Collection Float and Net Float

Checks received by the firm create collection float. Collection float increases book balances but does not immediately change available balances. For example, suppose GMI receives a check from a customer for $100,000 on October 8. Assume, as before, that the company has $100,000 deposited at its bank and a zero float. It deposits the check and increases its book balance by $100,000 to $200,000. However, the additional cash is not available to GMI until its bank has presented the check to the customer's bank and received $100,000. This will occur on, say, October 14. In the meantime, the cash position at GMI will reflect a collection float of $100,000. We can summarize these events. Before October 8, GMI's position is:

Float = Firm's available balance - Firm's book balance = $100,000 - 100,000

GMI's position from October 8 to October 14 is:

Collection float = Firm's available balance - Firm's book balance = $100,000 - 200,000 = -$100,000

In general, a firm's payment (disbursement) activities generate disbursement float, and its collection activities generate collection float. The net effect, that is, the sum of the total collection and disbursement floats, is the net float. The net float at a point in time is simply the overall difference between the firm's available balance and its book balance. If the net float is positive, then the firm's disbursement float exceeds its collection float, and its available balance exceeds its book balance. If the available balance is less than the book balance, then the firm has a net collection float.

A firm should be concerned with its net float and available balance more than with its book balance. If a financial manager knows that a check written by the company will not clear for several days, that manager will be able to keep a lower cash balance at the bank than might be possible otherwise. This can generate a great deal of money.

For example, take the case of ExxonMobil. The average daily sales of ExxonMobil are about $650 million. If ExxonMobil's collections could be speeded up by a single day, then ExxonMobil could free up $650 million for investing. At a relatively modest .015 percent daily rate, the interest earned would be on the order of $97,500 per day.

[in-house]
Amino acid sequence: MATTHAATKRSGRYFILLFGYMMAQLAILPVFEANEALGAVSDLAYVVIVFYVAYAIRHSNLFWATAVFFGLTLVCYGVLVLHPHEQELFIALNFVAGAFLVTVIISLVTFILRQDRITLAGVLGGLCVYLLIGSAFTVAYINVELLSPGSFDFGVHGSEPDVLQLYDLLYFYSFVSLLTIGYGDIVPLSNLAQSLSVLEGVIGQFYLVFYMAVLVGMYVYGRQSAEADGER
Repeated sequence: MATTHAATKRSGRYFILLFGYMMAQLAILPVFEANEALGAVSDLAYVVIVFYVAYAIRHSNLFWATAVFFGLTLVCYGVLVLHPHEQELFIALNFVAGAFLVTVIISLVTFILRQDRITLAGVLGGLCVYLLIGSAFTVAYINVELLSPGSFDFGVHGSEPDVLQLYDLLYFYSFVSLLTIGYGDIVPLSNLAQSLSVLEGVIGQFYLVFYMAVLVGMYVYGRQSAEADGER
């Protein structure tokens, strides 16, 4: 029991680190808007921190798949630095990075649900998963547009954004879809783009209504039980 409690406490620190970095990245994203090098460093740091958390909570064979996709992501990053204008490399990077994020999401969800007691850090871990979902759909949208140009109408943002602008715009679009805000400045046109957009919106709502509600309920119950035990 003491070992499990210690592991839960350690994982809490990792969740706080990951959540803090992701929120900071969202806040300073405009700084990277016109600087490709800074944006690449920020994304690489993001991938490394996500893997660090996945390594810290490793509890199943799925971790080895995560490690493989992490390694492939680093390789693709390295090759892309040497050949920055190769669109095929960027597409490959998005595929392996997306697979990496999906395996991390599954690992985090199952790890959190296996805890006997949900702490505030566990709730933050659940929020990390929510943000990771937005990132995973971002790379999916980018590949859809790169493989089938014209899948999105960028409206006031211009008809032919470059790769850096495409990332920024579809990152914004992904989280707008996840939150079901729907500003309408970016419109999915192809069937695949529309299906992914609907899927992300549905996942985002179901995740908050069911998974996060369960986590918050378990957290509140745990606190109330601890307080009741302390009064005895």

EXAMPLE ■ Staying Afloat

-:—' Suppose you have $5,000 on deposit. One day, you write a check for $1,000 to pay for books, and you deposit $2,000. What are your disbursement, collection, and net floats?

Ross et al.: Fundamentals of Corporate Finance, Sixth Edition, Alternate Edition

VII. Short-Term Financial Planning and Management

20. Cash and Liquidity Management

© The McGraw-Hill Companies, 2002

CHAPTER 20 Cash and Liquidity Management

After you write the $1,000 check, you show a balance of $4,000 on your books, but the bank shows $5,000 while the check is clearing. The difference is a disbursement float of $1,000.

After you deposit the $2,000 check, you show a balance of $6,000. Your available balance doesn't rise until the check clears. This results in a collection float of -$2,000. Your net float is the sum of the collection and disbursement floats, or -$1,000.

Overall, you show $6,000 on your books. The bank shows a $7,000 balance, but only $5,000 is available because your deposit has not been cleared. The discrepancy between your available balance and your book balance is the net float (-$1,000), and it is bad for you. If you write another check for $5,500, there may not be sufficient available funds to cover it, and it might bounce. This is the reason that financial managers have to be more concerned with available balances than book balances.

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